November 28, 2010

Hook, Line and Sinker Part 3: Adventure Design

So we've developed an overarching goal for our players, with an antagonist who's going to continue on his path regardless of the players actions. But that's just ideas, something you'll definitely need to revise before the end, and your game is starting in less than a week, you need something more concrete!

First step is of course picking a hook.  If this is a first adventure, you're going to need to pull something out of your initial questioning, something concrete and short term that you can fit into your ideas for a long term campaign. If this is anything BUT the first session, you should have ended the last session with some idea of where the player characters were going.

Once you have a hook you have a 'victory condition'.  The players get what they want, they win, if they are stopped, they lose. This is an important concept for RPGs as every single fight including 'Survive' as the primary victory condition gets boring after a while.

Going back to last week, let's take some of our 'outline' and make a quick and dirty adventure plan.  We'll assume the adventurers stopped the thief, so now know their trinket isn't a mere trinket. Hopefully, you find out last week they want to know more about their gem.

Our players want to know about their gem, so we obviously need to give them an opprotunity to learn.  A wise sage character, a fairly well stocked library, or even a local legend can all be useful in this situation.  Let your players guide you through this very roleplaying centric portion of your adventure, they'll let you know what kind of story they are expecting.

Now that your players know that the necklace is from the old Empire, and, if there research didn't turn up the fact, now's the time to let them know there are ruins nearby.  Hopefully, off they go.

Depending on your system, your next step is combats or traps, or something with a bit of an edge, it's time to make them to question their bravery. If they survive the trials, and they should, they should meet up with our bumbling archivist trying to find clues as to the whereabouts of the keys to the end game tower.  This is more roleplaying, and again, let your players lead you through this.  You know the character's motivation, let that guide your responses.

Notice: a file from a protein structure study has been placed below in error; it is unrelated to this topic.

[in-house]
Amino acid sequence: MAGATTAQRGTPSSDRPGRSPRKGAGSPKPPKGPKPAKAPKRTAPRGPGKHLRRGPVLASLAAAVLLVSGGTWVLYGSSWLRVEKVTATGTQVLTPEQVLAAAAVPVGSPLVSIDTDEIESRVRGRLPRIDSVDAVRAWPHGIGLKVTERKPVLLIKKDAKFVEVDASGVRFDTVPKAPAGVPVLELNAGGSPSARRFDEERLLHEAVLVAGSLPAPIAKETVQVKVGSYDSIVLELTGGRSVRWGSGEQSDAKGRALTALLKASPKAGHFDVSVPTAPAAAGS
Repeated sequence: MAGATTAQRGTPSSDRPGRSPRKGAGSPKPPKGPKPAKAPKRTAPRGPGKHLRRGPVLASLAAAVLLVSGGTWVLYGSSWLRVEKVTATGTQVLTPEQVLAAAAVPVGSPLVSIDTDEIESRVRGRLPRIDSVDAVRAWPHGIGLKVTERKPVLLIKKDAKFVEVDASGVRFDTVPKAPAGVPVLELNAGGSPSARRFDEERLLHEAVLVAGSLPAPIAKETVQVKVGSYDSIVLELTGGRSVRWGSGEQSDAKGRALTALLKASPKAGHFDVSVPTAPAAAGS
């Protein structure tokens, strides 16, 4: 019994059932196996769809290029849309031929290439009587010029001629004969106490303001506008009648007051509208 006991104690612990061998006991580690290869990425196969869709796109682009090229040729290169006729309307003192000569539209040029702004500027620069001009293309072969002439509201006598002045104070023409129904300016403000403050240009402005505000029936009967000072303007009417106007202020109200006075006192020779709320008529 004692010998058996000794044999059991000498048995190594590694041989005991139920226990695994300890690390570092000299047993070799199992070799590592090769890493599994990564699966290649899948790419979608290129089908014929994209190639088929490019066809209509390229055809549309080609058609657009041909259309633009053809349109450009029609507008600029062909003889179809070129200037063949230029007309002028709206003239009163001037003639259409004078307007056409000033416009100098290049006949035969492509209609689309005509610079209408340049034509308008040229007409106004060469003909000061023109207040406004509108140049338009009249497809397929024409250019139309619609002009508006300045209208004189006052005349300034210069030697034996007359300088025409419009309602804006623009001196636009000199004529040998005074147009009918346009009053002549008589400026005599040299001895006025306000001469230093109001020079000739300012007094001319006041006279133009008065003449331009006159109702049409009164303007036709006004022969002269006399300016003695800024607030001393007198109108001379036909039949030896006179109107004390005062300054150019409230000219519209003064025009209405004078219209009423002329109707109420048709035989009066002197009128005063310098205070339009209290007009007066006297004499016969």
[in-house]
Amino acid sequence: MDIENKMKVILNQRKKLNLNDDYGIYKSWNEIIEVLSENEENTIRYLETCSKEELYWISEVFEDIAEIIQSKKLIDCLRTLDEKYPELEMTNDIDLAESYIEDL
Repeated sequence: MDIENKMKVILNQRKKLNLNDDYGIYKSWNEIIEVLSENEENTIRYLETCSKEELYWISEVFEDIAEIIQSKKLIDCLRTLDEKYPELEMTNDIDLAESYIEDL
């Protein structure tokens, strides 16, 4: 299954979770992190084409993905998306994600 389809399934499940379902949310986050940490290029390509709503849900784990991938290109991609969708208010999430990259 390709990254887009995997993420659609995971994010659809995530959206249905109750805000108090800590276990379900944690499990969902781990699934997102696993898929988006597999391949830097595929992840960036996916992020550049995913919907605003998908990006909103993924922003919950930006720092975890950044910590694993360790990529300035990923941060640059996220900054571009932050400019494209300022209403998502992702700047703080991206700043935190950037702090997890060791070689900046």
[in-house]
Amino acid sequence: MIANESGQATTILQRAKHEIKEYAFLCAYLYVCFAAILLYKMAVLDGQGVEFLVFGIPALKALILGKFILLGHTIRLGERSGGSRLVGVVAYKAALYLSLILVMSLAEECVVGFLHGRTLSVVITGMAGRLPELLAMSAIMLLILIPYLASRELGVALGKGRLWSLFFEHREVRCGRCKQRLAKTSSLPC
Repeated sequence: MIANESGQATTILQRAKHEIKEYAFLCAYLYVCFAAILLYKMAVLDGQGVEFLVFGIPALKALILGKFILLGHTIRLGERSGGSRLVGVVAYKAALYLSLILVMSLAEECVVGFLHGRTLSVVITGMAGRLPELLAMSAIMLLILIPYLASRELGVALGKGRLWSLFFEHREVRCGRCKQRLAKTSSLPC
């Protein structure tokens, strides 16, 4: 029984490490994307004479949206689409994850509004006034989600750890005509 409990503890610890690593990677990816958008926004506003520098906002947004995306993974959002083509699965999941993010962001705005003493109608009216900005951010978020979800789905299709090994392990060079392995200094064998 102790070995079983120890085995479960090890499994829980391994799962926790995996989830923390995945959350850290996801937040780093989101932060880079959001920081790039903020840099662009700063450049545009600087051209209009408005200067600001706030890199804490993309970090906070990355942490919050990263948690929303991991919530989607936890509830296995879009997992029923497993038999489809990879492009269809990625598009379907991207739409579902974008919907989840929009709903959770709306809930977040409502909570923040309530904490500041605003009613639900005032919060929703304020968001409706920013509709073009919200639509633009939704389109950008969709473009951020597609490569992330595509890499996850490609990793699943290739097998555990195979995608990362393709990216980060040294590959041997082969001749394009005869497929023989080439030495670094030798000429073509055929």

Once they know a little more, or have determined the archivist is unhelpful, you need to set up the keynote encounter.  This almost certainly should be a combat, something explosive, and you should find a way to bring the archivist back into the game, trying to steal the amulet.  Of course, beating him, and the rest of the encounter, means another piece of the amulet, and a hint that the item is for something very powerful.  What will our heroes do? Find out, because that's your hook for your next game!

Tying encounters together (Even as simply as this) helps fortify them in memory, as they can be grouped easily.  You want your players remembering this game, right?  So do what you can to help them do so.

To recap: Have a goal, tie the encounters together, and make sure to capstone with a great encounter.  Next time, I'll discuss making those excellent encounters.

What do you think, readers, are plot based victory conditions effective?  Try them out, see what your players think.

Read part 4!


  1. This isn't anything new, but it is unusual. While most DMs want their people with the blinders on, you just want the characters to get to the end result. The end result of the adventure is to keep the players playing and in control of the story. This makes the adventure dynamic and ambiguous. I like it. It's a universal everyone has fun method.

    Hopefully, there are beginners reading your hook, line, and sinker posts because they could learn from you. Veterans should read it too, just because they need a reminder that pen and paper doesn't equal to tunnel vision story lines.

  2. Thank you for the compliments. My goal with Hook, Line, and Sinker, and future GM based articles, is that players and GMs everywhere end up having more fun in their games.

    Really, all games should be a combination of improv and idea compromises. The GM is going to need to have SOME idea of where things are going, since they're the ones who typically lay the hooks out for the players to catch, but to discount the fact that the players are also creative human beings who will interpret things in unique and interesting ways is a fool's errand.